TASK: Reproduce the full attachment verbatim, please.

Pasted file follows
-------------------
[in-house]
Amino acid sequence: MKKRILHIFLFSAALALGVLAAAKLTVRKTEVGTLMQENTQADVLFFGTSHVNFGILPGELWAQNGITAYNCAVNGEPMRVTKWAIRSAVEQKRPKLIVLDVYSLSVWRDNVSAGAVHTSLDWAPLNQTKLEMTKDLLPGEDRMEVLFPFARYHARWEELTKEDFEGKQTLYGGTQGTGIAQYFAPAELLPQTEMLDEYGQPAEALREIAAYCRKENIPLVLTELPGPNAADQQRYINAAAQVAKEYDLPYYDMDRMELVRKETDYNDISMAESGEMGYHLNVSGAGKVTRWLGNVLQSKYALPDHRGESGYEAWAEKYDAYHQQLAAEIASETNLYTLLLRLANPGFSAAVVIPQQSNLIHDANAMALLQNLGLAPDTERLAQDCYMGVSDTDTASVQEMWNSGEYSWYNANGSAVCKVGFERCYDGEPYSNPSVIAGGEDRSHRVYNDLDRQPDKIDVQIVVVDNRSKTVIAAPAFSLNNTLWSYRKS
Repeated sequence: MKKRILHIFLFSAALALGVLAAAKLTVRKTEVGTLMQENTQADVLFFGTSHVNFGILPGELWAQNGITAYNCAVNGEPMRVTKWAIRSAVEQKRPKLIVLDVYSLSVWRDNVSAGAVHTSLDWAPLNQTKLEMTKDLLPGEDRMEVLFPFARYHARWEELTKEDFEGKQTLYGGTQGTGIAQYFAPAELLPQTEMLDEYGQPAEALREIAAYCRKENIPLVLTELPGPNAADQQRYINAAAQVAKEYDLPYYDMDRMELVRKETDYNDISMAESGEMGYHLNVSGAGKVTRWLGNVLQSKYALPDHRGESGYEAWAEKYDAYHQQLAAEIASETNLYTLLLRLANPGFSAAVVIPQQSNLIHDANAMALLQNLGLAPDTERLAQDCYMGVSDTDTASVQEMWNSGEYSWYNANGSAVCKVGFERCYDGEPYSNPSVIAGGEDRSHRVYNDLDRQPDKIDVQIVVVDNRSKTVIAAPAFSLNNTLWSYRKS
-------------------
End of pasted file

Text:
[in-house]
Amino acid sequence: MKKRILHIFLFSAALALGVLAAAKLTVRKTEVGTLMQENTQADVLFFGTSHVNFGILPGELWAQNGITAYNCAVNGEPMRVTKWAIRSAVEQKRPKLIVLDVYSLSVWRDNVSAGAVHTSLDWAPLNQTKLEMTKDLLPGEDRMEVLFPFARYHARWEELTKEDFEGKQTLYGGTQGTGIAQYFAPAELLPQTEMLDEYGQPAEALREIAAYCRKENIPLVLTELPGPNAADQQRYINAAAQVAKEYDLPYYDMDRMELVRKETDYNDISMAESGEMGYHLNVSGAGKVTRWLGNVLQSKYALPDHRGESGYEAWAEKYDAYHQQLAAEIASETNLYTLLLRLANPGFSAAVVIPQQSNLIHDANAMALLQNLGLAPDTERLAQDCYMGVSDTDTASVQEMWNSGEYSWYNANGSAVCKVGFERCYDGEPYSNPSVIAGGEDRSHRVYNDLDRQPDKIDVQIVVVDNRSKTVIAAPAFSLNNTLWSYRKS
Repeated sequence: MKKRILHIFLFSAALALGVLAAAKLTVRKTEVGTLMQENTQADVLFFGTSHVNFGILPGELWAQNGITAYNCAVNGEPMRVTKWAIRSAVEQKRPKLIVLDVYSLSVWRDNVSAGAVHTSLDWAPLNQTKLEMTKDLLPGEDRMEVLFPFARYHARWEELTKEDFEGKQTLYGGTQGTGIAQYFAPAELLPQTEMLDEYGQPAEALREIAAYCRKENIPLVLTELPGPNAADQQRYINAAAQVAKEYDLPYYDMDRMELVRKETDYNDISMAESGEMGYHLNVSGAGKVTRWLGNVLQSKYALPDHRGESGYEAWAEKYDAYHQQLAAEIASETNLYTLLLRLANPGFSAAVVIPQQSNLIHDANAMALLQNLGLAPDTERLAQDCYMGVSDTDTASVQEMWNSGEYSWYNANGSAVCKVGFERCYDGEPYSNPSVIAGGEDRSHRVYNDLDRQPDKIDVQIVVVDNRSKTVIAAPAFSLNNTLWSYRKS